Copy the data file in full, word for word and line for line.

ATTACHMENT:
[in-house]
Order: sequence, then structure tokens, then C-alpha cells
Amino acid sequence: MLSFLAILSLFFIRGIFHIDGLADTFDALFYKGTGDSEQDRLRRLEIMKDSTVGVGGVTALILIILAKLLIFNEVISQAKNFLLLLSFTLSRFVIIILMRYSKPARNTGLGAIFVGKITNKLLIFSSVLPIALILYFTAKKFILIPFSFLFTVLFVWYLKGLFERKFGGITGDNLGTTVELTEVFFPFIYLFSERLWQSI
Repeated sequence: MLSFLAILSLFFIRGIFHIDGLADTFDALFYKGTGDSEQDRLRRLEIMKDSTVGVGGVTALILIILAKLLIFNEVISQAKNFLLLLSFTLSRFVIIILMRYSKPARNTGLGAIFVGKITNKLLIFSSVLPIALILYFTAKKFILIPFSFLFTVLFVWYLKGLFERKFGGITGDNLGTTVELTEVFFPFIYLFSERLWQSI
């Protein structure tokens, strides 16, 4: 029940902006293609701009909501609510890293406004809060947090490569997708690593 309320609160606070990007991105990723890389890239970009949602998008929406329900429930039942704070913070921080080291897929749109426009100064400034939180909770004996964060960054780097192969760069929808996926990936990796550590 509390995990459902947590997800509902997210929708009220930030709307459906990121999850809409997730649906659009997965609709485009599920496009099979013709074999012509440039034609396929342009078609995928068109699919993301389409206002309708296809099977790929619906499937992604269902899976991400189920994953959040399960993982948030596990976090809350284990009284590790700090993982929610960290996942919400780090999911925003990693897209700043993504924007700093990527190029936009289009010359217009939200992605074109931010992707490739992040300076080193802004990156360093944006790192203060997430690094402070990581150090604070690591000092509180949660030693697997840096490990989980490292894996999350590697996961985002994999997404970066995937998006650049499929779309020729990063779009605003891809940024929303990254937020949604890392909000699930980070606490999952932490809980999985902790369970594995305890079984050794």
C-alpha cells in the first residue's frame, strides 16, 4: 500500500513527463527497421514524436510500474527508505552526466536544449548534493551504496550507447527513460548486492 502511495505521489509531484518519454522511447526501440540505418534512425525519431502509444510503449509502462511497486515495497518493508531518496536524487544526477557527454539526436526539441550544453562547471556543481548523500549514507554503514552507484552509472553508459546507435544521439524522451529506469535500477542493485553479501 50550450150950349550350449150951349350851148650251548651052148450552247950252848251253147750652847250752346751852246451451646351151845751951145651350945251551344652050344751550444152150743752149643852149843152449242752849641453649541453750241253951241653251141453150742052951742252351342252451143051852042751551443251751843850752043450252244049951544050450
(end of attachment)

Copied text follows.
[in-house]
Order: sequence, then structure tokens, then C-alpha cells
Amino acid sequence: MLSFLAILSLFFIRGIFHIDGLADTFDALFYKGTGDSEQDRLRRLEIMKDSTVGVGGVTALILIILAKLLIFNEVISQAKNFLLLLSFTLSRFVIIILMRYSKPARNTGLGAIFVGKITNKLLIFSSVLPIALILYFTAKKFILIPFSFLFTVLFVWYLKGLFERKFGGITGDNLGTTVELTEVFFPFIYLFSERLWQSI
Repeated sequence: MLSFLAILSLFFIRGIFHIDGLADTFDALFYKGTGDSEQDRLRRLEIMKDSTVGVGGVTALILIILAKLLIFNEVISQAKNFLLLLSFTLSRFVIIILMRYSKPARNTGLGAIFVGKITNKLLIFSSVLPIALILYFTAKKFILIPFSFLFTVLFVWYLKGLFERKFGGITGDNLGTTVELTEVFFPFIYLFSERLWQSI
């Protein structure tokens, strides 16, 4: 029940902006293609701009909501609510890293406004809060947090490569997708690593 309320609160606070990007991105990723890389890239970009949602998008929406329900429930039942704070913070921080080291897929749109426009100064400034939180909770004996964060960054780097192969760069929808996926990936990796550590 509390995990459902947590997800509902997210929708009220930030709307459906990121999850809409997730649906659009997965609709485009599920496009099979013709074999012509440039034609396929342009078609995928068109699919993301389409206002309708296809099977790929619906499937992604269902899976991400189920994953959040399960993982948030596990976090809350284990009284590790700090993982929610960290996942919400780090999911925003990693897209700043993504924007700093990527190029936009289009010359217009939200992605074109931010992707490739992040300076080193802004990156360093944006790192203060997430690094402070990581150090604070690591000092509180949660030693697997840096490990989980490292894996999350590697996961985002994999997404970066995937998006650049499929779309020729990063779009605003891809940024929303990254937020949604890392909000699930980070606490999952932490809980999985902790369970594995305890079984050794």
C-alpha cells in the first residue's frame, strides 16, 4: 500500500513527463527497421514524436510500474527508505552526466536544449548534493551504496550507447527513460548486492 502511495505521489509531484518519454522511447526501440540505418534512425525519431502509444510503449509502462511497486515495497518493508531518496536524487544526477557527454539526436526539441550544453562547471556543481548523500549514507554503514552507484552509472553508459546507435544521439524522451529506469535500477542493485553479501 50550450150950349550350449150951349350851148650251548651052148450552247950252848251253147750652847250752346751852246451451646351151845751951145651350945251551344652050344751550444152150743752149643852149843152449242752849641453649541453750241253951241653251141453150742052951742252351342252451143051852042751551443251751843850752043450252244049951544050450